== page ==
Chinese Kanji Phonosemantics
– Free Online Kanji Etymology Dictionary –
The branch of linguistics that provides the general framework for this research is known as phonosemantics. Webster's defines the term as "the study of the meaning and symbolism of vocal sounds." According to this view, consonants and vowels in any given language function semantically. The belief appears in the Upanishads, and is examined by Plato in his Cratylus.
In the 19th century, Wilhelm von Humboldt (Uber die Verschiedenheit des menschlichen Sprachbaues und ihren Einflus auf die geistige Entwicklung des Menschengeschlechts; 1836) made the first scientific steps toward establishing connections between sounds and ideas. The study of phonosemantics has been furthered more recently by scholars such as Roger Wescott, (Sound and Sense; Jupiter Press, 1980), Richard R. Rhodes and John M. Lawler ("Athematic Metaphors," Papers from the 17th Regional Meeting, Chicago Linguistic Society : 318-342), Robin Allott (1995: "Sound Symbolism," in Language in the Wurm Glaciation, edited by Udo L. Figge, 15-38. Bochum: Brockmeyer), and Margaret Magnus (Gods of the Word; Truman State University, 1999).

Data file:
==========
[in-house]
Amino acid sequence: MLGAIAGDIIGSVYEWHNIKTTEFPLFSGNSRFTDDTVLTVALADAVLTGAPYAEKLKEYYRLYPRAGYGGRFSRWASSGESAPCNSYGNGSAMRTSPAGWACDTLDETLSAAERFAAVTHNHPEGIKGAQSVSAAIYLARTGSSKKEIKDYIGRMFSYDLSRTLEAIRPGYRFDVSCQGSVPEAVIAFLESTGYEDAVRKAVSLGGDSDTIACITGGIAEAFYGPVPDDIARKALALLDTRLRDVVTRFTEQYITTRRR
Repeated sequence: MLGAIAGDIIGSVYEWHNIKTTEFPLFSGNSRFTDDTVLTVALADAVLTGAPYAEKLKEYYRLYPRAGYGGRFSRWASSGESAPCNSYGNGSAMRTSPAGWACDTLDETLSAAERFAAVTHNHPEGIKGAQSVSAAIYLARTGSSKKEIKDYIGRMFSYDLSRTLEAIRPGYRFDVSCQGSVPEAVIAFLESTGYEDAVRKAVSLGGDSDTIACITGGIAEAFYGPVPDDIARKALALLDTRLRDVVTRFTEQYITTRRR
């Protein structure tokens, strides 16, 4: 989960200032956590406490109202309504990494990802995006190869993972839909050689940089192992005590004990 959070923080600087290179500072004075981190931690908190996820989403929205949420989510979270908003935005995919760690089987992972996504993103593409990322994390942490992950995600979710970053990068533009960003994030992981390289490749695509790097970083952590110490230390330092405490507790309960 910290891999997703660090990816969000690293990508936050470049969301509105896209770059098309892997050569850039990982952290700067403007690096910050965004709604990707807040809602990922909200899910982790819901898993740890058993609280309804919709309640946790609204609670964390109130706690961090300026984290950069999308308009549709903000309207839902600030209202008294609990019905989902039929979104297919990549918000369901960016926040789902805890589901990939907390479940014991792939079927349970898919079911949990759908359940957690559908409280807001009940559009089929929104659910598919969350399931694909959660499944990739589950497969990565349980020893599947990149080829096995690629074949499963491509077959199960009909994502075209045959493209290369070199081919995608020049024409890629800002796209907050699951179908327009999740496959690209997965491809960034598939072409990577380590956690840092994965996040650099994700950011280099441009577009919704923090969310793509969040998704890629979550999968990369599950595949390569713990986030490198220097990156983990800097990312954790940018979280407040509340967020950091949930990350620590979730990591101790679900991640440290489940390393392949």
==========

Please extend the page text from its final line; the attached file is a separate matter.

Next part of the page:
Those interested in the question of how phonosemantics got diverted from the mainstream of professional linguistics can find Allott's article reprinted
For the phonosemantics of sample terms in proto-Chinese,
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